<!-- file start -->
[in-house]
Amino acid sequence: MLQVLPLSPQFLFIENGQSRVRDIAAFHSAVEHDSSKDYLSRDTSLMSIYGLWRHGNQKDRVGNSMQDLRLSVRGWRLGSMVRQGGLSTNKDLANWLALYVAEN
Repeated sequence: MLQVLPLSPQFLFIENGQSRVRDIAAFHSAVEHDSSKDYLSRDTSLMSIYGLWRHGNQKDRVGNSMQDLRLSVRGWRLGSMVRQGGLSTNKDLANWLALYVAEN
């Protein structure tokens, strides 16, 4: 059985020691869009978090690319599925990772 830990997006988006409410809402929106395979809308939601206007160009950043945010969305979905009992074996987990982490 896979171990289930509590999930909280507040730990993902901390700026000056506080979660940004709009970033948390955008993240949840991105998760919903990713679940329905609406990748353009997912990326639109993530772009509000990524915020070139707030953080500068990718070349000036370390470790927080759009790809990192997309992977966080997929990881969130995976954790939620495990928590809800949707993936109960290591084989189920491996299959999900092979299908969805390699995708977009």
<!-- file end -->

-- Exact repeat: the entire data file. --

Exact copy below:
[in-house]
Amino acid sequence: MLQVLPLSPQFLFIENGQSRVRDIAAFHSAVEHDSSKDYLSRDTSLMSIYGLWRHGNQKDRVGNSMQDLRLSVRGWRLGSMVRQGGLSTNKDLANWLALYVAEN
Repeated sequence: MLQVLPLSPQFLFIENGQSRVRDIAAFHSAVEHDSSKDYLSRDTSLMSIYGLWRHGNQKDRVGNSMQDLRLSVRGWRLGSMVRQGGLSTNKDLANWLALYVAEN
């Protein structure tokens, strides 16, 4: 059985020691869009978090690319599925990772 830990997006988006409410809402929106395979809308939601206007160009950043945010969305979905009992074996987990982490 896979171990289930509590999930909280507040730990993902901390700026000056506080979660940004709009970033948390955008993240949840991105998760919903990713679940329905609406990748353009997912990326639109993530772009509000990524915020070139707030953080500068990718070349000036370390470790927080759009790809990192997309992977966080997929990881969130995976954790939620495990928590809800949707993936109960290591084989189920491996299959999900092979299908969805390699995708977009």